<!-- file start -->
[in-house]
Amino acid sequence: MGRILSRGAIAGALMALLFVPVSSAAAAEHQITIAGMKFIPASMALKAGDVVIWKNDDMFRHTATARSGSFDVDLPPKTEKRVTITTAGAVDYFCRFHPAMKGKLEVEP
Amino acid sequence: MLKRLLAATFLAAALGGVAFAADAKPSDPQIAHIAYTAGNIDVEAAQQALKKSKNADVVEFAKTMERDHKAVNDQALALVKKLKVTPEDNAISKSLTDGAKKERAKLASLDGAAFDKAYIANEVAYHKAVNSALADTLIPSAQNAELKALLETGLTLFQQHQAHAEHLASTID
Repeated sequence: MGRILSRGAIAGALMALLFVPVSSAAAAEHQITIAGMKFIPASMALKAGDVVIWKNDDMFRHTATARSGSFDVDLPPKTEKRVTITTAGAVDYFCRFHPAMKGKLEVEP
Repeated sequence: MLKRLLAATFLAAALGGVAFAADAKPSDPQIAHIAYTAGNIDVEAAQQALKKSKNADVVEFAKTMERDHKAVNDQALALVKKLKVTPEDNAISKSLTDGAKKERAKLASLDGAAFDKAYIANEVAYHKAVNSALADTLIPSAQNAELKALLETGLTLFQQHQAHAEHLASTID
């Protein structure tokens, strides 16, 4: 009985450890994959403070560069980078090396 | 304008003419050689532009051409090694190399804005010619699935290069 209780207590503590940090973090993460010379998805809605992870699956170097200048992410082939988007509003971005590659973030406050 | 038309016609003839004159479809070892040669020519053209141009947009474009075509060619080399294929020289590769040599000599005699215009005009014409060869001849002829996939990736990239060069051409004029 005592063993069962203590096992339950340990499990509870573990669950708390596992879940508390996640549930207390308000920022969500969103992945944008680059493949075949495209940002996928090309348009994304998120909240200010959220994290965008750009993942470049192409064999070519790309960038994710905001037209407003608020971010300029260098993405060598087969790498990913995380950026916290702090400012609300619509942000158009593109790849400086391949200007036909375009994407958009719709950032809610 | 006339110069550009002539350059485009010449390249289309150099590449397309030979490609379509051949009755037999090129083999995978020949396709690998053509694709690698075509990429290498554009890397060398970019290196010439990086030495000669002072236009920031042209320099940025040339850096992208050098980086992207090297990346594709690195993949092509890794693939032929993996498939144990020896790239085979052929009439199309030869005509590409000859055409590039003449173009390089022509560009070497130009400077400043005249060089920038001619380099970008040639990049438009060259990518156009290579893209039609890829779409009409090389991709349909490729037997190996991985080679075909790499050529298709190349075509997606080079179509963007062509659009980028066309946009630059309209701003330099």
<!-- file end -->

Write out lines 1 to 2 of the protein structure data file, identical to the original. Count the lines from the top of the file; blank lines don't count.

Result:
[in-house]
Amino acid sequence: MGRILSRGAIAGALMALLFVPVSSAAAAEHQITIAGMKFIPASMALKAGDVVIWKNDDMFRHTATARSGSFDVDLPPKTEKRVTITTAGAVDYFCRFHPAMKGKLEVEP